Tuesday, November 13, 2012

Recruits 2012 Stalingrad in 54mm a Lion's Den Master work!

The Secondhand Lion's club presented a legacy game for the Recruits 2012 fall convention.  This game was played for years in our clubhouse and was presented at Recruits #1.  The game is a unique WW2 experience in 54mm and is played on a stunningly detailed board that was created in our youth in the garages of the Lion's Den artists Ken Van Pelt and Jon Mark Haworth.  The full club was involved in this build by helping out where their skills could be utilized.  The Russian troops where painted commune style by assembling the full club for a paint night with each member painting their part of the figure and then passing it on to the next person for their paint.  This wonderful club event has held a place in our repertoire for years.  It is wonderful for it to receive the legacy status at Recruits 2012!  Here is a look at the game and the successful player strategy that carried them through two tables of the encounter.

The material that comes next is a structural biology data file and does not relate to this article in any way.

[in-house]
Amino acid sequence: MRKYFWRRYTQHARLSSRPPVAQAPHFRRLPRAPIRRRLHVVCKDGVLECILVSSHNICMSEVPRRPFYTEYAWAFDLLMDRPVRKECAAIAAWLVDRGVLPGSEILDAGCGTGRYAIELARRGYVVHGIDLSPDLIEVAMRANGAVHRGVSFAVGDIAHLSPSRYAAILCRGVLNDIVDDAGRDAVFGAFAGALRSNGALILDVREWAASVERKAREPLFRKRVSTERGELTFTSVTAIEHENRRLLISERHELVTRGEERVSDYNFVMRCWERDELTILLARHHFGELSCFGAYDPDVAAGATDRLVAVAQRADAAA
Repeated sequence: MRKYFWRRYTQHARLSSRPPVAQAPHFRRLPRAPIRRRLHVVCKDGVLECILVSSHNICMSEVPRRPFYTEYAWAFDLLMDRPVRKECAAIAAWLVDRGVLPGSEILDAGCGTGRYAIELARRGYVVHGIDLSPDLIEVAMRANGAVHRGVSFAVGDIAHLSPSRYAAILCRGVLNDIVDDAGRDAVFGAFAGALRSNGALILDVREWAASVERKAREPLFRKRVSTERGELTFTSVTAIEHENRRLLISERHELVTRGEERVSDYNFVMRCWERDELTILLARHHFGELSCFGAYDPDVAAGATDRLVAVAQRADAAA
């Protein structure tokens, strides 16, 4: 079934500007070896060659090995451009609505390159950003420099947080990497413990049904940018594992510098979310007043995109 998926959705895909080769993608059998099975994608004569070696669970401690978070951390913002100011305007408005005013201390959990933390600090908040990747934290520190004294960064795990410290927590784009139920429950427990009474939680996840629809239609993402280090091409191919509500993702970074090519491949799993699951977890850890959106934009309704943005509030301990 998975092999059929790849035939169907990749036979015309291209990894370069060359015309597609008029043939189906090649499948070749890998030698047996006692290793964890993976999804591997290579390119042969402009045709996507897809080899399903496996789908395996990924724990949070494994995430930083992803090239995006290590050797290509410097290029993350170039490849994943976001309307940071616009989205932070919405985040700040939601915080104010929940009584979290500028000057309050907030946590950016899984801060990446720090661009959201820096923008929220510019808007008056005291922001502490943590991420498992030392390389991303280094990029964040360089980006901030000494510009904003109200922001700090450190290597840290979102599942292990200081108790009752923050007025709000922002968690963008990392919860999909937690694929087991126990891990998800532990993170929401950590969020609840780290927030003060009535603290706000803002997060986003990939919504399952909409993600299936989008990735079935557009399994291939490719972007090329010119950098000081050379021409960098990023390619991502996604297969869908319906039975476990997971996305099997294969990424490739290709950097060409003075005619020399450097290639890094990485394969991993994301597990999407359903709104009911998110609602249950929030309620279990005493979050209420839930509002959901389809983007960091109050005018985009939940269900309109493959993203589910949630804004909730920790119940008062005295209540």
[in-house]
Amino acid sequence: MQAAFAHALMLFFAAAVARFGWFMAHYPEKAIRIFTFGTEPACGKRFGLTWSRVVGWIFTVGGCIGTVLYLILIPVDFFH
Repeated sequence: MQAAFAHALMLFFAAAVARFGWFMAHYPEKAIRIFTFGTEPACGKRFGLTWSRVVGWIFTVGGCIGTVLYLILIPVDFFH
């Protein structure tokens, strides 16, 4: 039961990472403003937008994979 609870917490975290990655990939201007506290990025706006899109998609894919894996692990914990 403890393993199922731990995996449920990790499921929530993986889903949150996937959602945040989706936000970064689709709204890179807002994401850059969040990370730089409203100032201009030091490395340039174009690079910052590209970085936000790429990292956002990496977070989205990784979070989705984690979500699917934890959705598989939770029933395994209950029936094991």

Terry Carr adjusts and instructs the German platoon commander.
The game is played by having all active gamers on the same side. (German mechanized platoon in an assault on the tractor factory in Stalingrad.  The name also goes by the moniker "Mamayev Kurgan.")
The Germans move into areas of the game table and in each area the referee draws a card referenced to an encounter table that brings into play the Russian troops and equipment.  The encounters can be very wide ranging from areas that are obscured with smoke and fire to areas that have troops entrenched and ready for defence of the motherland.

Jon Haworth, the master sculptor and Ken Van Pelt the self proclaimed wargamer extroidinaire oversee the game in it's glory.
Images like these are why we all game with miniatures.

Great thanks to a gamer that grew up in the Lion's Den to see the club become the Secondhand Lions.
Terry Carr.
 More images of tabletop miniature gaming that keeps us all coming back for one more tumble of the dice.

The players encounterd a T34 just rolling off the production line.  The Stug and the Panzer III bounced rounds off of the unpainted turret and hull of the beast and as the crew of the novice just born T34 buttoned up and went into action, a chill ran through the German crews as the tank shrugged off the attacks and began the slow clank and squeal of the T34 turret to give it's response shot.
Roll Credits and fade to black ..........

1 comment:

  1. Ken,
    That is quite a layout. Looks beautiful and sounds like a great game. Home-grown rules, I assume?

    "Self-proclaimed", huh? Too funny.